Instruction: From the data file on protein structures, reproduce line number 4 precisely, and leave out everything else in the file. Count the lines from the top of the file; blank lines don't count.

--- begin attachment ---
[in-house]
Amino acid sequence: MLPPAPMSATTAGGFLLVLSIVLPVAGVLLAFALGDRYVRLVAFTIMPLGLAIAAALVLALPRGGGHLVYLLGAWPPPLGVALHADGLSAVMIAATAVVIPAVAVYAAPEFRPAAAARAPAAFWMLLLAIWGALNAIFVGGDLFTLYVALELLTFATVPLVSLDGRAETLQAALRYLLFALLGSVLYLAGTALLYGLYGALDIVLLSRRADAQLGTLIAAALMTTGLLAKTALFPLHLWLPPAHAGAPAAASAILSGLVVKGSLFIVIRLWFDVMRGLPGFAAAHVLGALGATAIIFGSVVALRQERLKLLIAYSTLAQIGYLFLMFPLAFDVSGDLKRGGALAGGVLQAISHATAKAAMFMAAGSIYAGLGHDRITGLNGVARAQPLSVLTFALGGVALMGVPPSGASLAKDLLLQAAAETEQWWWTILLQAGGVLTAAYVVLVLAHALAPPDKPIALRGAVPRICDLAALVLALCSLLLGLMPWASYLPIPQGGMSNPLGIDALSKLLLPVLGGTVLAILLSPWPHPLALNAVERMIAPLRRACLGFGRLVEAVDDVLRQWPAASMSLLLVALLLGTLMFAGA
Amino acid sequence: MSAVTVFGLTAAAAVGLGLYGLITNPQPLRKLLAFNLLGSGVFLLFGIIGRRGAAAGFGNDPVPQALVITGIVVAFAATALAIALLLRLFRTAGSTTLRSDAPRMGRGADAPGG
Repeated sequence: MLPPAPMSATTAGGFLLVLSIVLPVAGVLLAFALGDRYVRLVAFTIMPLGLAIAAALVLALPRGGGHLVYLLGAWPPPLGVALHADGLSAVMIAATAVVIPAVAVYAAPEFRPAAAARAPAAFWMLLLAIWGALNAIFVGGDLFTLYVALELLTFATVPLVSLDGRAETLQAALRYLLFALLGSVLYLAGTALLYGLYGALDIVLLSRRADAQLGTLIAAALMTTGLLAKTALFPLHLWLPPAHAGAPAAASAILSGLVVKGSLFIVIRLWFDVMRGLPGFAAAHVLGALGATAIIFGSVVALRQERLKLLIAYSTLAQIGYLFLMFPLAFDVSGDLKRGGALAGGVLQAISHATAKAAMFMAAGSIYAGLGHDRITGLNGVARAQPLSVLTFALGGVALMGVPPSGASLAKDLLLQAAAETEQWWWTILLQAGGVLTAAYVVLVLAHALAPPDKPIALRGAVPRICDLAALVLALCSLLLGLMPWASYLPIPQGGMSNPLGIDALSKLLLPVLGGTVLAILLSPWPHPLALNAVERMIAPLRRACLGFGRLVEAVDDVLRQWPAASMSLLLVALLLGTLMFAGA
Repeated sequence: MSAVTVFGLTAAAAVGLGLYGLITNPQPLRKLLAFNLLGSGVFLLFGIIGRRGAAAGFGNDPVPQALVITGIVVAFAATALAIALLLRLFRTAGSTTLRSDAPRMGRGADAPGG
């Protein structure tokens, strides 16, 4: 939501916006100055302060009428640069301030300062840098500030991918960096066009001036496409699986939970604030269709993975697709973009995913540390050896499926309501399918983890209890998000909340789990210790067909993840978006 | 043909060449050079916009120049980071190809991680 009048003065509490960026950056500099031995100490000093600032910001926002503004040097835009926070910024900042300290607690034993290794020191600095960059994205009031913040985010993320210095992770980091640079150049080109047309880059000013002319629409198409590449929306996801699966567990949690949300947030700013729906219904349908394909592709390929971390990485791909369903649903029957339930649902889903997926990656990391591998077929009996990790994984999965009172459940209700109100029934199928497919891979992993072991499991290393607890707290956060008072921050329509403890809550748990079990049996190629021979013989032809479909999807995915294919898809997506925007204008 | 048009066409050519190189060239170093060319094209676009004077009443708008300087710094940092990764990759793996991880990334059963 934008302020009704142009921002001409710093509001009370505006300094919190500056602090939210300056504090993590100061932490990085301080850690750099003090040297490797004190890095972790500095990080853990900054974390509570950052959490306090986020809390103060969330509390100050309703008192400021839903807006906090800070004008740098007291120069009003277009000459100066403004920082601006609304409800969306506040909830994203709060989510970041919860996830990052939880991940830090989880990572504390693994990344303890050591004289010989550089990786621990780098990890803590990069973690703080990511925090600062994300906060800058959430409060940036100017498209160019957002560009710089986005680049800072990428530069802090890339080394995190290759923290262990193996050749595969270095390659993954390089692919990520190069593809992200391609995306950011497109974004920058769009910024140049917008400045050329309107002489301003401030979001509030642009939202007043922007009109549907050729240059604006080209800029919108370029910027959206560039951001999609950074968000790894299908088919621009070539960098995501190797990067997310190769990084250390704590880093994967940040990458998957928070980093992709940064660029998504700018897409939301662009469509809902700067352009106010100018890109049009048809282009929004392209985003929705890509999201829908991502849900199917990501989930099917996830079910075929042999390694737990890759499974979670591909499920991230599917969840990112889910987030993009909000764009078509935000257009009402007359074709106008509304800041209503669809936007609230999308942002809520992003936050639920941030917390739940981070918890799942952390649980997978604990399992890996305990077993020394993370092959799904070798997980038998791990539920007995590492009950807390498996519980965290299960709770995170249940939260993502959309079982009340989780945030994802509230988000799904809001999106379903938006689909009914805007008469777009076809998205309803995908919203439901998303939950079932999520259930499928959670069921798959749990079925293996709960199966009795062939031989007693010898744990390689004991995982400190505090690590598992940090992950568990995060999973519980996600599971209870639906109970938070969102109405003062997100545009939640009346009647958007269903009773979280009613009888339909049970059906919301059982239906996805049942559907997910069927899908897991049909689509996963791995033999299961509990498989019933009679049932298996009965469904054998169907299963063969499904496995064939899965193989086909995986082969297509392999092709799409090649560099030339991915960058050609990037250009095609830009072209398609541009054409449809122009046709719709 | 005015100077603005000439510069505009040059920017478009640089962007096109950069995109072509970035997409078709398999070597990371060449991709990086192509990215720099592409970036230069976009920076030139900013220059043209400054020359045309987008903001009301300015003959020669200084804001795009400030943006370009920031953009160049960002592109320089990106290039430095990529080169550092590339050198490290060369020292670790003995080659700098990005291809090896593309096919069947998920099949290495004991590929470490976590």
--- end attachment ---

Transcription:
Repeated sequence: MLPPAPMSATTAGGFLLVLSIVLPVAGVLLAFALGDRYVRLVAFTIMPLGLAIAAALVLALPRGGGHLVYLLGAWPPPLGVALHADGLSAVMIAATAVVIPAVAVYAAPEFRPAAAARAPAAFWMLLLAIWGALNAIFVGGDLFTLYVALELLTFATVPLVSLDGRAETLQAALRYLLFALLGSVLYLAGTALLYGLYGALDIVLLSRRADAQLGTLIAAALMTTGLLAKTALFPLHLWLPPAHAGAPAAASAILSGLVVKGSLFIVIRLWFDVMRGLPGFAAAHVLGALGATAIIFGSVVALRQERLKLLIAYSTLAQIGYLFLMFPLAFDVSGDLKRGGALAGGVLQAISHATAKAAMFMAAGSIYAGLGHDRITGLNGVARAQPLSVLTFALGGVALMGVPPSGASLAKDLLLQAAAETEQWWWTILLQAGGVLTAAYVVLVLAHALAPPDKPIALRGAVPRICDLAALVLALCSLLLGLMPWASYLPIPQGGMSNPLGIDALSKLLLPVLGGTVLAILLSPWPHPLALNAVERMIAPLRRACLGFGRLVEAVDDVLRQWPAASMSLLLVALLLGTLMFAGA